Are Prenatal Vitamins Really Necessary?

Are Prenatal Vitamins Really Necessary?

When you’re pregnant, your growing baby’s health is always top of mind. That means making sure you get the minerals and vitamins needed for healthy fetal development. 

In a perfect world, you’d be able to get these from the foods you eat. But during pregnancy, when you have symptoms like morning sickness, sensitivity to tastes and smells, and a changing body, it’s challenging to eat perfectly every day.

That’s why at the private practice of board-certified OB/GYN Kelly Morales, MD, we recommend all expectant mothers take prenatal vitamins throughout pregnancy. Prenatal vitamins give you and your baby what you both need to have a healthy pregnancy.

Here’s why you need prenatal vitamins and how they benefit both mom and baby.

Do I really need prenatal vitamins?

There’s no doubt that pregnancy takes a toll on your body. The energy required to supply your baby with what they need to grow requires a balance of vitamins, minerals, and nutrients. 

Since getting this balance from food isn’t always practical, prenatal vitamins offer a way to keep you and your baby healthy and well. 

According to research, the minerals and vitamins in your prenatal supplements reduce your baby’s risk of birth defects. Regular multivitamins don’t have the right amount of folic acid and iron.

It’s best to begin taking prenatal vitamins at least four weeks before you conceive. But as a mom herself, Dr. Morales knows that you don’t always plan pregnancies in advance. So don’t panic if you just found out you’re expecting and haven’t taken prenatal vitamins.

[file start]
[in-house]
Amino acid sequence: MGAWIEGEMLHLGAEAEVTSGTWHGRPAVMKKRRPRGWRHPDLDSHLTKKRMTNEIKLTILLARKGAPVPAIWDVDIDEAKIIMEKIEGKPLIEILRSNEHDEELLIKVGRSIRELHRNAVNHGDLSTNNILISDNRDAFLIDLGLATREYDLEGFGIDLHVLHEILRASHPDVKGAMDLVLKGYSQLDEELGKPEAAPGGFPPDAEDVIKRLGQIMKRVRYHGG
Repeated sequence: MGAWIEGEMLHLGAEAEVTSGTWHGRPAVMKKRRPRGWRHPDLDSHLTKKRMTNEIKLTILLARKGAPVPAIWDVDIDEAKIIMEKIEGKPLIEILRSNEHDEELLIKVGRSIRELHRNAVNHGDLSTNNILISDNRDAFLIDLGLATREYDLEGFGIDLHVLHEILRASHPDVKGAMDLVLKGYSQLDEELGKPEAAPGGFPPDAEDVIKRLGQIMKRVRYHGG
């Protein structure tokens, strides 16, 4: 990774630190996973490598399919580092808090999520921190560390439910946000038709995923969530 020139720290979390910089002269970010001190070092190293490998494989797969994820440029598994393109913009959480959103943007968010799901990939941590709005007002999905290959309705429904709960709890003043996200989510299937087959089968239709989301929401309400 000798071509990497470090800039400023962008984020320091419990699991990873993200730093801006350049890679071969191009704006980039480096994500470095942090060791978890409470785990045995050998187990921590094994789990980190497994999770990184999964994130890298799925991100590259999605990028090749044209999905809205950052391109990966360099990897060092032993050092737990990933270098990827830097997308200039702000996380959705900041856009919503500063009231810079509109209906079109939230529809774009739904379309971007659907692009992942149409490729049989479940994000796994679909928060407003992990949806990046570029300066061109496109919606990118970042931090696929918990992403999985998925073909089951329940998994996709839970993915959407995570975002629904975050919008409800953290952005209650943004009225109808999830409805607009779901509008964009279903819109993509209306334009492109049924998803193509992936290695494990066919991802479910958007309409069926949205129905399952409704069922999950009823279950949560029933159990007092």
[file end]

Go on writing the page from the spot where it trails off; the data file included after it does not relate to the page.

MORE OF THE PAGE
While starting prenatal vitamins some time in your first trimester is ideal, you can start taking them at any time. And keep taking prenatal vitamins throughout your pregnancy and while breastfeeding for the health of you and your baby. 

But what about the side effects from prenatal vitamins?

Prenatal vitamins may be good for you and baby, but they can also trigger unpleasant side effects. Some of the most common side effects are constipation and other digestive issues, which many women experience. 

You need healthy red blood cells to bring oxygen to you and your baby. The iron in prenatal vitamins helps make red blood cells, but this mineral also causes constipation and other symptoms, such as:

The good news is that you can prevent constipation and other digestive symptoms while taking prenatal vitamins. Talk to Dr. Morales for personalized recommendations, and eat lots of fiber-rich foods and drink water throughout the day to stay regular. 

Less frequently, the higher doses of vitamins A and E cause side effects. Vitamin A can leave you with dry, peeling, or itchy skin and minor hair loss. And you may bruise or get a rash more easily from the extra vitamin E. 

But most women who take prenatal vitamins don’t experience side effects. Dr. Morales can help you find the right combination of vitamins and minerals to keep these effects at a minimum if you find you’re sensitive.

Which prenatal vitamins are best?

Because every woman — and every pregnancy — is different, there’s not one best prenatal vitamin. The right prenatal vitamin for you may differ from the prenatal vitamin that’s right for someone else. 

That’s why it’s best to discuss prenatal vitamins with Dr. Morales. She reviews your blood work, medical history, and other relevant information to give you personalized prenatal vitamin recommendations.

In general, reach for prenatal vitamins with at least 600-800 micrograms of folic acid and 27 milligrams of iron to stay at optimal levels for fetal development and your health during your pregnancy.

In addition, look for vitamins that contain:

Discuss the prenatal vitamins you select with your Dr. Morales. Some vitamins — especially regular multivitamins — may contain large doses of certain vitamins that could harm your baby. 

Learn more about prenatal vitamins by scheduling an appointment with Dr. Morale in San Antonio, Texas.

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